13. Angeliki Menegaki, 2018. "The Basic, the Solid, the Site-Specific and the Full or Total Index of Sustainable Economic Welfare (ISEW) for Turkey," Economies, MDPI, vol. 6(2), pages 1-18, April.
    14. Stockhammer, Engelbert & Hochreiter, Harald & Obermayr, Bernhard & Steiner, Klaus, 1997. "The index of sustainable economic welfare (ISEW) as an alternative to GDP in measuring economic welfare. The results of the Austrian (revised) ISEW calculation 1955-1992," Ecological Economics, Elsevier, vol. 21(1), pages 19-34, April.
    15. Dasgupta, Partha & Mã„Ler, Karl-Gã–Ran, 2000. "Net national product, wealth, and social well-being," Environment and Development Economics, Cambridge University Press, vol. 5(1), pages 69-93, February.
    16. Nourry, Myriam, 2008. "Measuring sustainable development: Some empirical evidence for France from eight alternative indicators," Ecological Economics, Elsevier, vol. 67(3), pages 441-456, October.
    17. Giuseppe Munda, 2016. "Beyond welfare economics: some methodological issues," Journal of Economic Methodology, Taylor & Francis Journals, vol. 23(2), pages 185-202, June.
    18. Mastini, Riccardo & Kallis, Giorgos & Hickel, Jason, 2021. "A Green New Deal without growth?," Ecological Economics, Elsevier, vol. 179(C).
    19. Armiento, Mirko, 2018. "The Sustainable Welfare Index: Towards a Threshold Effect for Italy," Ecological Economics, Elsevier, vol. 152(C), pages 296-309.
    20. Daniel Francisco Pais & Tiago Lopes Afonso & António Cardoso Marques & José A Fuinhas, 2019. "Are Economic Growth and Sustainable Development Converging? Evidence from the Comparable Genuine Progress Indicator for Organisation for Economic Co-operation and Development Countries," International Journal of Energy Economics and Policy, Econjournals, vol. 9(4), pages 202-213.
    21. Bleys, Brent, 2008. "Proposed changes to the Index of Sustainable Economic Welfare: An application to Belgium," Ecological Economics, Elsevier, vol. 64(4), pages 741-751, February.
    22. Bleys, Brent & Whitby, Alistair, 2015. "Barriers and opportunities for alternative measures of economic welfare," Ecological Economics, Elsevier, vol. 117(C), pages 162-172.
    23. Held, Benjamin & Rodenhäuser, Dorothee & Diefenbacher, Hans & Zieschank, Roland, 2018. "The National and Regional Welfare Index (NWI/RWI): Redefining Progress in Germany," Ecological Economics, Elsevier, vol. 145(C), pages 391-400.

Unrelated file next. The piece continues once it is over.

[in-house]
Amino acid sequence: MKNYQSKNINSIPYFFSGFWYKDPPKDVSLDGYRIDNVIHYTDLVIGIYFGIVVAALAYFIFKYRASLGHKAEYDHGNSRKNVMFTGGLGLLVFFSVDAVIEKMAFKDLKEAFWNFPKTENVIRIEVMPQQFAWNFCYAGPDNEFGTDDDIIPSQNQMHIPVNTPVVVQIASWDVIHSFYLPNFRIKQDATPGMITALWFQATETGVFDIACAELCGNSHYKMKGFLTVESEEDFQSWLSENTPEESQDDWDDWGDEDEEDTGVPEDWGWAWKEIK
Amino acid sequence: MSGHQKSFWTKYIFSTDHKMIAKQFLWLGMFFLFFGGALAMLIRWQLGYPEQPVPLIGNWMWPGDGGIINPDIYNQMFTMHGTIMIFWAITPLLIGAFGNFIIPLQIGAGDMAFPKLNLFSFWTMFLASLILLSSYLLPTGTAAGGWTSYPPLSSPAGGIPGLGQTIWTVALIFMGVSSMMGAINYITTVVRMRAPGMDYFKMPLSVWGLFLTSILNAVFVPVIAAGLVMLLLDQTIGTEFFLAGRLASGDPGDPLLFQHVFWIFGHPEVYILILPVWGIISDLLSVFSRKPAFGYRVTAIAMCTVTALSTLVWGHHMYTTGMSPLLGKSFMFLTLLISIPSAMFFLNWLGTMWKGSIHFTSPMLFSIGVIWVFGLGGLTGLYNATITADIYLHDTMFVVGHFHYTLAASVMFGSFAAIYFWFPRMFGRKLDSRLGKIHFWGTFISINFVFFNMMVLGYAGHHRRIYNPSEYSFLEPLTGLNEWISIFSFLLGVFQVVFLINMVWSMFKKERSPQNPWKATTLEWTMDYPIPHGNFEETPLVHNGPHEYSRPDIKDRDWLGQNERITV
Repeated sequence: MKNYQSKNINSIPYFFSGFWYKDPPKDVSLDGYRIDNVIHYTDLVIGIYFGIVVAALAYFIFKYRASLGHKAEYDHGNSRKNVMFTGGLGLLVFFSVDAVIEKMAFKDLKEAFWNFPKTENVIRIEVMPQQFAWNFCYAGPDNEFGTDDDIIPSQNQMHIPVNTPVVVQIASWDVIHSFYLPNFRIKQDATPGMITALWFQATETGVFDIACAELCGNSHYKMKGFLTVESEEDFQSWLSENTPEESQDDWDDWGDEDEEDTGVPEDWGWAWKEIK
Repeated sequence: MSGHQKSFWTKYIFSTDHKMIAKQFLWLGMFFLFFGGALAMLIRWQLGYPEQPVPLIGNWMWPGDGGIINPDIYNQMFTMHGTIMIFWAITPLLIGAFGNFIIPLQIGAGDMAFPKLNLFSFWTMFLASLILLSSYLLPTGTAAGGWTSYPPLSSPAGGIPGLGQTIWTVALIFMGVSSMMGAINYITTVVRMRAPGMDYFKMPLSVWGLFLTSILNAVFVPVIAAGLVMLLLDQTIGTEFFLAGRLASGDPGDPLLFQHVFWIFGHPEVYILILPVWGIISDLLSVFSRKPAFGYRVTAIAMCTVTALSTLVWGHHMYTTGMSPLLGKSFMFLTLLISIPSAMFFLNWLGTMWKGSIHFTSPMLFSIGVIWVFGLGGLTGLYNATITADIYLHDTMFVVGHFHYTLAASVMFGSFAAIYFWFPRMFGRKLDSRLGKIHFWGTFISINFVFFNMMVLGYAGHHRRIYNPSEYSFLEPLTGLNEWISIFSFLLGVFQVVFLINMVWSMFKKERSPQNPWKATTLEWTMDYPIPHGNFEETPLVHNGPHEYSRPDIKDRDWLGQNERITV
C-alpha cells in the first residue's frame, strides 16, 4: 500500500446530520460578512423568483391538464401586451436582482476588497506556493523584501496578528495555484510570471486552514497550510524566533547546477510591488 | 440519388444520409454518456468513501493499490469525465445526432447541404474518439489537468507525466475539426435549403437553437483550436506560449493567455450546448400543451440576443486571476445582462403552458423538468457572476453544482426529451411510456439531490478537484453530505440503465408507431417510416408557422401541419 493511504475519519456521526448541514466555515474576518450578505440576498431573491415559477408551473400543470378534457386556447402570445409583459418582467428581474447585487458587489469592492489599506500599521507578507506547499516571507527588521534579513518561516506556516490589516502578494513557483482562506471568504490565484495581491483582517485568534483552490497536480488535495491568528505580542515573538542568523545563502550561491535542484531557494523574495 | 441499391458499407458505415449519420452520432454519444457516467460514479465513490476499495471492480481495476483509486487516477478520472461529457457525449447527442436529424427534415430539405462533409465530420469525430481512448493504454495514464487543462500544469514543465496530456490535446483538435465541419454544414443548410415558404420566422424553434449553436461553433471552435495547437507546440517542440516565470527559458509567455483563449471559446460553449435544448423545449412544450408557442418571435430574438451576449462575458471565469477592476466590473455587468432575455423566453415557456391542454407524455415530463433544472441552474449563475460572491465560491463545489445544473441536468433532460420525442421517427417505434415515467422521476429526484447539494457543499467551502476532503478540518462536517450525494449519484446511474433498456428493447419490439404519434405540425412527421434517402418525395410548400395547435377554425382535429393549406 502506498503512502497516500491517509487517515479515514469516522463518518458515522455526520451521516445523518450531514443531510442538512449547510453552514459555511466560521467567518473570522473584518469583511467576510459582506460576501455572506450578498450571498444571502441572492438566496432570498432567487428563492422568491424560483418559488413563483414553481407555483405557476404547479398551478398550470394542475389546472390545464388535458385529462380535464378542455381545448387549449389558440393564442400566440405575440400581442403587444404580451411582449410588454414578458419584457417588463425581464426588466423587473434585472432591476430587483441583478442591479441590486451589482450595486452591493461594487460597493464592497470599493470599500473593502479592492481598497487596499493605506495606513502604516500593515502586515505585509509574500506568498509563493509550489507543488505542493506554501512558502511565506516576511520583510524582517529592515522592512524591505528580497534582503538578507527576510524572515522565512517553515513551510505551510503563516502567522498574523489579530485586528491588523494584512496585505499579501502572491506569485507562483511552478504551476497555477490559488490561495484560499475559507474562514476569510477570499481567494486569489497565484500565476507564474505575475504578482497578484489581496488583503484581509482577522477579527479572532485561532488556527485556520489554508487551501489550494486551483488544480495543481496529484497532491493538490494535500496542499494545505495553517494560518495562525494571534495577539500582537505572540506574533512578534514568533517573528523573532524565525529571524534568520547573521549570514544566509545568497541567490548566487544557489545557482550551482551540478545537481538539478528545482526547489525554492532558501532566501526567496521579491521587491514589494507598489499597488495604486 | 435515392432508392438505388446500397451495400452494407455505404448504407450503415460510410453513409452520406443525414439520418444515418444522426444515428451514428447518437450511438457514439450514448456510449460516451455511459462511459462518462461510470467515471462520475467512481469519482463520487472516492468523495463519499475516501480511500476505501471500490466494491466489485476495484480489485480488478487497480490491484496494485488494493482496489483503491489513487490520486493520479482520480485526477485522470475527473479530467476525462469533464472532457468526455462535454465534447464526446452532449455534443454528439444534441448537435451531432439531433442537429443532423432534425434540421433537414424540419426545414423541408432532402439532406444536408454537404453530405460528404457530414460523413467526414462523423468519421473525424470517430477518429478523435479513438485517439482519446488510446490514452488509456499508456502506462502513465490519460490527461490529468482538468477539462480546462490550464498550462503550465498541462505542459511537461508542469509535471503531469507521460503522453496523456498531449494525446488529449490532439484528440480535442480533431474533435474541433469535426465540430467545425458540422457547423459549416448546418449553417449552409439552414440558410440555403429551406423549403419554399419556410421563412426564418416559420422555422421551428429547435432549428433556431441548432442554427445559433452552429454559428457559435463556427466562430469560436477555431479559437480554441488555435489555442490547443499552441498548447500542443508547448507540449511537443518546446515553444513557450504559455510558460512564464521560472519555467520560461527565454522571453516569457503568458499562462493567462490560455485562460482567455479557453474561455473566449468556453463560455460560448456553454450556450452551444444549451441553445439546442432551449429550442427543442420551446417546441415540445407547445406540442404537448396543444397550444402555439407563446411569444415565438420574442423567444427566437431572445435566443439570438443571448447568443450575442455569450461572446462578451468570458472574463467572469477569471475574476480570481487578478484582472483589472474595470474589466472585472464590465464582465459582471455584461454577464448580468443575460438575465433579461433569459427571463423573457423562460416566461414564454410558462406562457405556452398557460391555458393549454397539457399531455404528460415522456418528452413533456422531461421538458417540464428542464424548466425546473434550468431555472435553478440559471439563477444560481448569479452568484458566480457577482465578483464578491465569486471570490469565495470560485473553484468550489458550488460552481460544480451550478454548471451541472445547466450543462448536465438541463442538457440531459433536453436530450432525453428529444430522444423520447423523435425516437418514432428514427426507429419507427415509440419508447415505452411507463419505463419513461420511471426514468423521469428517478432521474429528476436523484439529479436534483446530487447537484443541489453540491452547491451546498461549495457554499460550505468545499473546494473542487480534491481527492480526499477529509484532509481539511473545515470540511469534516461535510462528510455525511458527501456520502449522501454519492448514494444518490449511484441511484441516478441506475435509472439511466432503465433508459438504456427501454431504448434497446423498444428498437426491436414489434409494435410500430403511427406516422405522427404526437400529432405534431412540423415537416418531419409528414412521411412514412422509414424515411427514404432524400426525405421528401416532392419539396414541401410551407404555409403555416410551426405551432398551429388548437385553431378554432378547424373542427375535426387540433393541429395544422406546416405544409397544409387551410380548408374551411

24. Clarke, Matthew & Islam, Sardar M.N., 2005. "Diminishing and negative welfare returns of economic growth: an index of sustainable economic welfare (ISEW) for Thailand," Ecological Economics, Elsevier, vol. 54(1), pages 81-93, July.
    Full references (including those not matched with items on IDEAS)

    Citations

    Citations are extracted by the CitEc Project, subscribe to its RSS feed for this item.
    as


    Cited by:

    1. Jonas Van der Slycken & Brent Bleys, 2021. "Towards ISEW and GPI 2.0, part I: developing two alternative measures of economic welfare with distinct time and boundary perspectives for Belgium," Working Papers of Faculty of Economics and Business Administration, Ghent University, Belgium 21/1026, Ghent University, Faculty of Economics and Business Administration.

    Most related items

    These are the items that most often cite the same works as this one and are cited by the same works as this one.
    1. Jonas Van der Slycken & Brent Bleys, 2021. "Towards ISEW and GPI 2.0, part I: developing two alternative measures of economic welfare with distinct time and boundary perspectives for Belgium," Working Papers of Faculty of Economics and Business Administration, Ghent University, Belgium 21/1026, Ghent University, Faculty of Economics and Business Administration.
    2. Van der Slycken, Jonas & Bleys, Brent, 2020. "A Conceptual Exploration and Critical Inquiry into the Theoretical Foundation(s) of Economic Welfare Measures," Ecological Economics, Elsevier, vol. 176(C).
    3. Daniel Francisco Pais & Tiago Lopes Afonso & António Cardoso Marques & José A Fuinhas, 2019. "Are Economic Growth and Sustainable Development Converging? Evidence from the Comparable Genuine Progress Indicator for Organisation for Economic Co-operation and Development Countries," International Journal of Energy Economics and Policy, Econjournals, vol. 9(4), pages 202-213.
    4. Bleys, Brent & Whitby, Alistair, 2015. "Barriers and opportunities for alternative measures of economic welfare," Ecological Economics, Elsevier, vol. 117(C), pages 162-172.
    5. Long, Xianling & Ji, Xi, 2019. "Economic Growth Quality, Environmental Sustainability, and Social Welfare in China - Provincial Assessment Based on Genuine Progress Indicator (GPI)," Ecological Economics, Elsevier, vol. 159(C), pages 157-176.
    6. Jonas Van der Slycken & Brent Bleys, 2020. "Cost-shifting Versus “Full” Accountability: Dealing with Cross-time and Cross-boundary Issues in the ISEW and GPI. An application to Belgium," Working Papers of Faculty of Economics and Business Administration, Ghent University, Belgium 20/1003, Ghent University, Faculty of Economics and Business Administration.
    7. Kalimeris, Panos & Bithas, Kostas & Richardson, Clive & Nijkamp, Peter, 2020. "Hidden linkages between resources and economy: A “Beyond-GDP” approach using alternative welfare indicators," Ecological Economics, Elsevier, vol. 169(C).